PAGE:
I complied once, barely. When I received my first sterilized mask back, it had red lipstick on it. For the record, I’ve got no beef with guys who wear lipstick, but I’m not one of them. Frankly, if I was going to wear lipstick, I think I’d be more of a pink frosty kind of guy. Anyway, I don’t wear lipstick. From that point on, sure, I’d put my mask in the bins. After I took a paper hole puncher and gave it a few good plugs, or yanked out the strap. And no, no name or employee ID number, but I wanted them to get the message that not everybody was buying into their scheme. I wasn’t alone.


I’m a Quaker. Quakers try harder to be good people than about anybody within throwing distance. They are by and large, progressive liberals, who are intentionally, determinedly, incessantly boosted. These are my people. The mind bender is that I don’t agree with them at all on this point. Because I have been treating and healing long-haul and vax injured patients for almost two years, and I am vaccine injured myself, I know different.

In fact, the people who I didn’t think were my people, the Trump-voting, evangelical, gun-toting, politically incorrect, not careful and not-trying-so-hard-to-be-good people, are feeling a lot more like…my people. They are the Americans who didn’t jump in line to get the shots, who didn’t trust the government, had some thoughts of their own, and in many ways have paid a huge price for their intransigence over the last nearly four years.

In our Quaker meeting, one manner in which we get to know each other is through Quaker Eights. The idea is to get together with a small group of Quakers at least eight times over the course of a year. Mostly this would be through potlucks, but it could be through any activity we choose.

Given what I know and continue to learn about shedding, I was uncertain whether or not, I could attend an upcoming Quaker Eight potluck without suffering adverse consequences. What I did, and what I would suggest that you do too, is take a leap. I emailed our Quaker Eight group about my predicament. In brief, I told them that I’m vaccine injured, with ongoing health challenges, and concerned about shedding. I explained what shedding was, and asked them to share their booster status.

I understood that this would be completely novel information for them, given their confidence in The Narrative. What I was trying to suss out was whether anyone had been boosted in the last two weeks because that seems to be a particularly potent period of shedding. The responses came back quickly, respectfully, simply stating the time since their last booster. I expected this, but it still felt like a gut punch when I understood that all of them had received the latest booster. None in the last two weeks. Game on. Using prophylaxis which included supplements and Rx meds on FLCCC protocols, drinking green tea, using eye drops and nasal spray, I attended our potluck in the company of boosted Quakers.

Traditional Chinese Medicine (TCM), Green Tea, and EGCG

Within our practice the Leading Edge Clinic is my beloved colleague, Dr. Anthony Fazio. We met in 2005 when we helped start the Ithaca Free Clinic, where he still volunteers. This was the first free clinic in the United States to integrate allopathic Western medicine and complementary or alternative medicine. Boy did we wrestle with those labels!

Anthony is an acupuncturist and traditional Chinese medicine (TCM) herbalist who has been in practice for more than 30 years. Starting with a scientific paper which considered Ayurvedic herbs, and measured their capacity to destroy spike, Anthony developed eye drops, and a nasal spray, which we think provide some protection against shedding. My wife and I were test subjects for early versions of the solutions. He is still making it in micro batches, but approximately 40 of our patients are using it, and reports from the field are positive. We provide the set to our patients at cost, but you can contact Dr. fazio at Peaceful Spirit Acupuncture if you want to order it. Cost is $100 per set including shipping.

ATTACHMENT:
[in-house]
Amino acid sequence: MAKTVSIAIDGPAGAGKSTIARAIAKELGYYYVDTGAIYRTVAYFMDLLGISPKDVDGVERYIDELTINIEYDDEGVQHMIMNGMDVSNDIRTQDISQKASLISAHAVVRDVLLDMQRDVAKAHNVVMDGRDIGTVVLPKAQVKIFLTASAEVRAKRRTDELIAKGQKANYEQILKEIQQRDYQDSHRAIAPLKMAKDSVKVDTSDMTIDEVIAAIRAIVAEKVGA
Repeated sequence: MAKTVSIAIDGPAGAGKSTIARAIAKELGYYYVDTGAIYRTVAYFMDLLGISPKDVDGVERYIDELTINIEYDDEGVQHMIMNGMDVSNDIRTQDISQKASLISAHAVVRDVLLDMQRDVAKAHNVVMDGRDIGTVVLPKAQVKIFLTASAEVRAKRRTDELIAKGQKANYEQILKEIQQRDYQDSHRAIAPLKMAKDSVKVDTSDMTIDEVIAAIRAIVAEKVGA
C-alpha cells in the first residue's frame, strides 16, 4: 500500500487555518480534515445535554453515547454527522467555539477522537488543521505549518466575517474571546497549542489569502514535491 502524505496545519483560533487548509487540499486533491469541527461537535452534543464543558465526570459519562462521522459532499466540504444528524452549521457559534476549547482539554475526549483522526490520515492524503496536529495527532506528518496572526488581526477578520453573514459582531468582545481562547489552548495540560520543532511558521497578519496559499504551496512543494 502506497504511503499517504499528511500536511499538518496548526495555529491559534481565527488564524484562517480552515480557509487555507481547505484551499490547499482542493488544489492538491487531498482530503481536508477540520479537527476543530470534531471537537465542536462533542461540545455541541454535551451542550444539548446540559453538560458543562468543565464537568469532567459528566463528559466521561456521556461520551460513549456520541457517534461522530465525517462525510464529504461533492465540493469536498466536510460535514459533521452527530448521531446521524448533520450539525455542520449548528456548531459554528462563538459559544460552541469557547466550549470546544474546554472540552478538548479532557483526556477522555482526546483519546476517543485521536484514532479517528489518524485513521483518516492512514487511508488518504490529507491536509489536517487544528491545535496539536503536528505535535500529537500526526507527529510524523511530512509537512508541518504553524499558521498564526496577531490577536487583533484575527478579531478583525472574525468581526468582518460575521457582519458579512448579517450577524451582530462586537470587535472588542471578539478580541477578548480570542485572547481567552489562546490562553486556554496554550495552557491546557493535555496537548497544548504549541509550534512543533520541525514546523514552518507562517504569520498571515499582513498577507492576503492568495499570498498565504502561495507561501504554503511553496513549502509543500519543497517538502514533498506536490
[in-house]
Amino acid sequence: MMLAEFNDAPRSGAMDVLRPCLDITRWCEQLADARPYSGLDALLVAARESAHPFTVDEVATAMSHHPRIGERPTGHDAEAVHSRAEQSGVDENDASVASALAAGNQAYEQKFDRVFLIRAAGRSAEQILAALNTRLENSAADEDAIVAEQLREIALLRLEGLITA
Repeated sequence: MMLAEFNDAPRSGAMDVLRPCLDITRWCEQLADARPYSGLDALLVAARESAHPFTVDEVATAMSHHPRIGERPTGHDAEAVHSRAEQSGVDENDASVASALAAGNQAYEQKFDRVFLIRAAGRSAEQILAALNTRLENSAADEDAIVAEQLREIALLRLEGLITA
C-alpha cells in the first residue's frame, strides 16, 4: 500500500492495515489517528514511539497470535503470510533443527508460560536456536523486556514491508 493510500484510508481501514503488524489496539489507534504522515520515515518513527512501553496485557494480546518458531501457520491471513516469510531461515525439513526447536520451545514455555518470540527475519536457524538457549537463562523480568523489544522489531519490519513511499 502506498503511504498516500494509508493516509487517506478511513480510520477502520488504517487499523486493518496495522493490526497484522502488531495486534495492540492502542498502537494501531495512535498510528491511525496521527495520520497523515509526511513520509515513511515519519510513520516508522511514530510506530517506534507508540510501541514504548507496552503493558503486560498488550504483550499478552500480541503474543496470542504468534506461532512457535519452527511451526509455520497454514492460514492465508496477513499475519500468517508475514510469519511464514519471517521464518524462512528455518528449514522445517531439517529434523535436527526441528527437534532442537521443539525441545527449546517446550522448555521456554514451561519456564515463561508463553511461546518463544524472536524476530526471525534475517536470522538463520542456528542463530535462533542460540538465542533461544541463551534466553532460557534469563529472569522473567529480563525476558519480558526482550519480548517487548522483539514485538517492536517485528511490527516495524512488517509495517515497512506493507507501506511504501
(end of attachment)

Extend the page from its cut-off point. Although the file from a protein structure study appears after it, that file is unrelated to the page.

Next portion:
I’m distinguishing the TCM anti-spike eye drops and nasal spray from options we have to block the virus alone. For example, diluted povidone iodine, commercially available Xlear, or Enovid, heck, even neti pot rinses with half a teaspoon of salt and half a teaspoon of baking soda are all helpful in preventing us from getting sick from the COVID virus. Enovid shows some effect against both the virus and spike from shedding per my patients’ reports. The TCM combo is not only antiviral, but specifically targeting spike protein conveyed via exosomes in aerosolized particles from another person’s exhalation.

From 2021-2023, there were multiple studies demonstrating that EGCG or epigallocatechin gallate in green tea helps block spike entry into cells. Aside from therapies listed in FLCCC Alliance protocols to inhibit spike, such as nasal rinses, NAC, quercetin, etc. green tea is my go to, along with the TCM eye drops and nasal spray to prevent shedding.

The Epoch Times had an excellent article about the differences among green teas and their EGCG content. A simple rule is that Japanese Sencha and Matcha have the highest content. My favorite source is Rishi Tea out of Milwaukee, WI, one of the largest importers of organic loose green tea in the United States. Of course, you can buy EGCG as a capsule or in a combination anti-spike formula, but as with all things herbal, when you isolate a single component, you are certain to lose many additional compounds. These compounds synergistically improve the effect of the target molecule, and limit any potential side effects. Besides, green tea is yummy.

The potluck went well. I didn’t note any increase in my vax injury symptoms afterwards, and future labs will tell whether I’m holding steady in the face of shedding during social exposure. As we head into the holidays, whether you have PASC, vax injury, no concerns or this is all new to you, thinking about and negotiating shedding will serve your health and well being. I’ll plan to discuss this further in upcoming posts.

P.S. I don’t have a financial interest in products or brands recommended such as Rishi Tea, Xlear, Enovid, etc.